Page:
A Primer on Thrombotic Thrombocytepenic Purpura – TTP

A Primer on TTP

Thrombotic thrombocytopenic purpora (TTP), abreviated to TTP or alternatively called Moschcowitz syndrome, is a rare blood disorder that causes a number of microscopic blood clots to form in small blood vessels throughout the body.

The disease is caused by the spontaneous pooling of platelets that coagulate in the small blood vessels. There are two different forms of TTP: idiopathic and secondary. The idiopathic form is connected to the fact that affected patients don’t produce enough of the ADAMTS13 enzyme that is responsible for linking platelets, blood clots and the blood vessel wall during blood coagulation, or the process by which blood clots naturally.

Secondary TTP occurs when a patient exhibits typical TTP symptoms that are accompanied by a number of specific medical conditions, including cancer, bone marrow transplantation due to bone marrow damage, pregnancy, use of platelet aggregation inhibitors or immunosuppressants, as well as an HIV infection.

Amongst Plavix side effects, the drug has been linked to thrombotic thrombocytepenic purpura (TTP), which occurs in about one to three out of every 1 million people.  thrombotic thrombocytepenic purpura (TTP) is a serious condition that results in death in 10 to 20 percent of patients. Since the early 1990s, the standard treatment for TTP has involved removing a patient’s blood plasma and replacing it with donor plasma. The treatment is required daily for a period of one to eight weeks, at which point patients’ bodies will cease to consume platelets and begin to see normal hemoglobin levels.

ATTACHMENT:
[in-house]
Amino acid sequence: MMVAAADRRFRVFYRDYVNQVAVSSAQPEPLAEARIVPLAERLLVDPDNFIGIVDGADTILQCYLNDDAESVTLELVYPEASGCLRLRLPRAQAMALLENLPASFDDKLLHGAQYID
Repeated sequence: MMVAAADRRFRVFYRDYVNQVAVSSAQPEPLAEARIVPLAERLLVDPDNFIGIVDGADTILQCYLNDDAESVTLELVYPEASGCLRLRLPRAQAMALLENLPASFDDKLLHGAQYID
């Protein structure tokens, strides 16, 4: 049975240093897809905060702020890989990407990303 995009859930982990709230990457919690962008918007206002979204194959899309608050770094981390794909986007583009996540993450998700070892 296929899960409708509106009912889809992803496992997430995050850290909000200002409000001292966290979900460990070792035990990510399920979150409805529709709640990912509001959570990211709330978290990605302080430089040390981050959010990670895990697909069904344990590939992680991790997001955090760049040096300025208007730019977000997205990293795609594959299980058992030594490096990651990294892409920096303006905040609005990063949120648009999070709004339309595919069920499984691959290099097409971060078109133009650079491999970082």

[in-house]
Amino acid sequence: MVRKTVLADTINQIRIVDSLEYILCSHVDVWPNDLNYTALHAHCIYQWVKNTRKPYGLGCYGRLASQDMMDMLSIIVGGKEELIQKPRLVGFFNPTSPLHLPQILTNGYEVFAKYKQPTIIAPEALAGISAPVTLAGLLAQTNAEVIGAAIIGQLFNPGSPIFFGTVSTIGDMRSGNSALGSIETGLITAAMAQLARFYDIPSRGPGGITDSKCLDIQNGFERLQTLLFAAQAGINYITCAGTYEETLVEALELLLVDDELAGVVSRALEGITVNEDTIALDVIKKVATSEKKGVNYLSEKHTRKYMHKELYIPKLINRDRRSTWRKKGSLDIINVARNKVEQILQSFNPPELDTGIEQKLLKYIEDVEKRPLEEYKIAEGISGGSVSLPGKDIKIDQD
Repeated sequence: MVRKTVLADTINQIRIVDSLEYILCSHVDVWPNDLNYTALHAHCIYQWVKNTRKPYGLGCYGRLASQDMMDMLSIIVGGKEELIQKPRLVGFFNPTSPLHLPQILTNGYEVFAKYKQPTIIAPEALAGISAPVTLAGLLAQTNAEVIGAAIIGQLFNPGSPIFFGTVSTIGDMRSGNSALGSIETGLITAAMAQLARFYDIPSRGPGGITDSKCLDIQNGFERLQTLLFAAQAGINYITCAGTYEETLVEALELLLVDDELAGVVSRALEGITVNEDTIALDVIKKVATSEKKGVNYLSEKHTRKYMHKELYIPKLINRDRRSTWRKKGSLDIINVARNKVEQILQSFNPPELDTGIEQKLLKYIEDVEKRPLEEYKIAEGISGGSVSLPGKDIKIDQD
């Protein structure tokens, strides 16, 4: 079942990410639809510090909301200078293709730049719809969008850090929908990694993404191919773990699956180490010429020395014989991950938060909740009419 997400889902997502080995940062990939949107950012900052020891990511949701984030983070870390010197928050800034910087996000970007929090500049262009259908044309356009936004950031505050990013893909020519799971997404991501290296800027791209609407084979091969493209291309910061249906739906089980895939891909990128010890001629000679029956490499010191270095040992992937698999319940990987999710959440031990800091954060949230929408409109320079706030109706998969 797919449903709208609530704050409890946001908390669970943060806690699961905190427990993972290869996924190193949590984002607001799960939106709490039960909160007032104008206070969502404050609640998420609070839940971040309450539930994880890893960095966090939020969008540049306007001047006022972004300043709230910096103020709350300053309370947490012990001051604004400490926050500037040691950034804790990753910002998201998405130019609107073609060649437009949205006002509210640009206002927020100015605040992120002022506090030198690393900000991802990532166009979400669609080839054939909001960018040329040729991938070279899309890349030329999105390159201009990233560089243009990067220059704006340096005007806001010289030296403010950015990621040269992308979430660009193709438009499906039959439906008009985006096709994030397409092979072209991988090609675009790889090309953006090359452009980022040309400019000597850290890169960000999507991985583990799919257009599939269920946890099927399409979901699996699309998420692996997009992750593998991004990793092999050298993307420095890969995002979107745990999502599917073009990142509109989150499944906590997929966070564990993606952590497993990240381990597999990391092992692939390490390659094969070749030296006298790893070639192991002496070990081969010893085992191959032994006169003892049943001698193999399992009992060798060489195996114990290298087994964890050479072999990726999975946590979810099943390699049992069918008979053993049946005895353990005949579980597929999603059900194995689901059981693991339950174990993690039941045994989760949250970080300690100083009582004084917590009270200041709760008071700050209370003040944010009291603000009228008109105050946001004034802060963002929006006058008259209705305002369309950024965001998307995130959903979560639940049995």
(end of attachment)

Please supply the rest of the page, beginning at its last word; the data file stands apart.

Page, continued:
Additional Plavix side effects include the very conditions that Plavix is often prescribed to ward against.  Other side effects of the blood thinner include: heart attack, strokes, internal hemorraging, cerebral bleeding, bone marrow damage, gastrointestinal bleeding, and bleeding ulcers.

A number of Plavix lawsuits have been filed claiming Plavix makers Sanofi-Aventis and Bristol-Myers Squibb have not adequately warned users of Plavix side effects such as TTP. The Plavix lawsuit also claims that while the number of Plavix patients who develop TTP Plavix side effects is small, it’s possible to contract thrombotic thrombocytepenic purpura (TTP) even if a patient takes the drug for a very short period of time.

The symptoms that accompany TTP can be easily confused with those of a stroke, such as headaches, confusion, malaise, fever, paralysis or difficulty speaking.  They can potentially be extremely serious if ignored, perhaps being signs of something more serious, such as cerebral bleeding, or internal hemorraging.  Anyone exhibiting these symptoms should contact a doctor immediate for observation and blood tests. With proper treatment, more than 80 percent of TTP patients survive following an extensive round of plasma transplants.

Source: Wikipedia.org